Identifying the Signs of Relapse

Identifying the Signs of Relapse

For those in recovery from drug or alcohol addiction, relapse is considered normal and even expected. However, it can also be dangerous. This is particularly true for those who are trying to overcome an opioid addiction.

What makes relapse so potentially dangerous? One major factor is the high chance of an overdose when a relapse occurs. According to researchers at the Jacobs School of Medicine and Biomedical Sciences at the University of Buffalo, while a number of factors make relapses potentially harmful, the main one is that people lose their tolerance.

Many of those who were in recovery can no longer handle their former dosage of drugs. If they take the same amount they used to take, they can easily overdose. Even if they try to be cautious and take just half of their former dose, because they are no longer used to the drug, it can lead to overdose and even death.

Friends and family members need to be aware of the dangers of relapse for someone who is recovering from addiction. Read on to learn some of the signs to watch for.

What Is Relapse?

According to the National Institutes of Health, addiction relapse occurs when an individual starts to use drugs again after a period of recovery. He or she attempted to stop but was not successful. Unfortunately, a relapse may occur at any time, even if the person has gone through a treatment program. In some cases, even after years of sobriety, someone can relapse. Often, an external event is the trigger.

While this may seem alarming, it is normal, and it does not mean the person has failed or that the treatment program is a failure. However, a user may need to re-enter a recovery program or modify his or her ongoing strategy for sobriety. A relapse is not a time to give up, as many people are able to regain sobriety and go on to lead productive lives afterward.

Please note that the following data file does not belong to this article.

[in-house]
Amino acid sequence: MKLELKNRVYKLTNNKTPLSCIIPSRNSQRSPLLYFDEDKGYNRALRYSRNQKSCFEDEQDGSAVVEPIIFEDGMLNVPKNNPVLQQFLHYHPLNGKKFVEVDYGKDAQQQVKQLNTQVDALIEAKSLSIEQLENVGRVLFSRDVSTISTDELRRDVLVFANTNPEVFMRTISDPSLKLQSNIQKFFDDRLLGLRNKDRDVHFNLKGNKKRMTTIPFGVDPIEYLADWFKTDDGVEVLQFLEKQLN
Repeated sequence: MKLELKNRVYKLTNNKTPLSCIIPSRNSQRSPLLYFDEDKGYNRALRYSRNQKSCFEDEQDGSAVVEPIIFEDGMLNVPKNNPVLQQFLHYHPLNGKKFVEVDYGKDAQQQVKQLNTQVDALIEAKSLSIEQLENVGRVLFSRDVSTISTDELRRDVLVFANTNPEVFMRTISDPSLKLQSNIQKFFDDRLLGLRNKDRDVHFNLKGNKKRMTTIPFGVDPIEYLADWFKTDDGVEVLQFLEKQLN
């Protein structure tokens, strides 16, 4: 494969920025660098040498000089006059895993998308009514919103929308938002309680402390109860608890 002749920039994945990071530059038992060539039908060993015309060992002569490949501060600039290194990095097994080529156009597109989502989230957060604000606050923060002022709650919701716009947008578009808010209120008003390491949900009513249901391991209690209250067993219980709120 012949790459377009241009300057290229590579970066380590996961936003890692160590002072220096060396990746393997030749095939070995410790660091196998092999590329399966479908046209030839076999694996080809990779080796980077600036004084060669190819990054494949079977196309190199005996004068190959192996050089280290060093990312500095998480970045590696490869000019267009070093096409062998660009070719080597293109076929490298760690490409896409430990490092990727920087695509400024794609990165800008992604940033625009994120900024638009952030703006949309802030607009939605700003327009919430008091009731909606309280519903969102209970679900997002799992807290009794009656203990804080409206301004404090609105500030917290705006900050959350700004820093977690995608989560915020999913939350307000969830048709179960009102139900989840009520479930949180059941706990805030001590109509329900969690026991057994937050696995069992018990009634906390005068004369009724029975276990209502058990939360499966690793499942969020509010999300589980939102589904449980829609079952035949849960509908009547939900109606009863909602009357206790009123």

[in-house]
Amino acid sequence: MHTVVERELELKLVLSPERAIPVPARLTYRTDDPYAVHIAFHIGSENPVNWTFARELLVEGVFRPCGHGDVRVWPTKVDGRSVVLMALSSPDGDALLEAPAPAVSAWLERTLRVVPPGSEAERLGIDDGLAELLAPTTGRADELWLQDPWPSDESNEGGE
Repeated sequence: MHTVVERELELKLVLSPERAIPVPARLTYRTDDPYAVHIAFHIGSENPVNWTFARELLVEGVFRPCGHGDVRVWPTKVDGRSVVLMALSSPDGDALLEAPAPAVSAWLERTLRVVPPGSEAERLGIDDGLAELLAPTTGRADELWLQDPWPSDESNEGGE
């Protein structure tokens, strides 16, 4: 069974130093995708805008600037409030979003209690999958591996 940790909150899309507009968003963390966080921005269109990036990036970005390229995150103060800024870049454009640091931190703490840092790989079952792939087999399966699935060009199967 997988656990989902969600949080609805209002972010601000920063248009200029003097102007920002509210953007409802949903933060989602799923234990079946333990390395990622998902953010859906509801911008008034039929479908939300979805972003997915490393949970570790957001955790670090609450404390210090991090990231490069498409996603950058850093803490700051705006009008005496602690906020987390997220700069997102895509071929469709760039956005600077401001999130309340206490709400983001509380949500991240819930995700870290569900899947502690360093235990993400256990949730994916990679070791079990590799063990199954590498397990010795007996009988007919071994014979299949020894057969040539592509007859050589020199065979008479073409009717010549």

The NIH notes that newer treatment programs take into account the reality that relapses can occur, and they are better geared than prior options to enable clients to reach success. Professionals are trained to understand the causes of relapse, including compulsive behaviors, and modern recovery programs are better able to help clients navigate potential pitfalls on the road to a lifetime of sobriety.

Stages That Occur in Relapse

The Yale Journal of Biology and Medicine notes that relapse actually happens gradually. It can take weeks or even months for someone in recovery to succumb to their prior addiction. This is a major challenge for anyone trying to stay sober.

The good news is that when a client in a treatment program is trained to perceive the warning signs for a relapse, he or she can use learned coping skills or seek further help if needed. Clients also need to be aware of the emotional, mental and physical stages of relapse.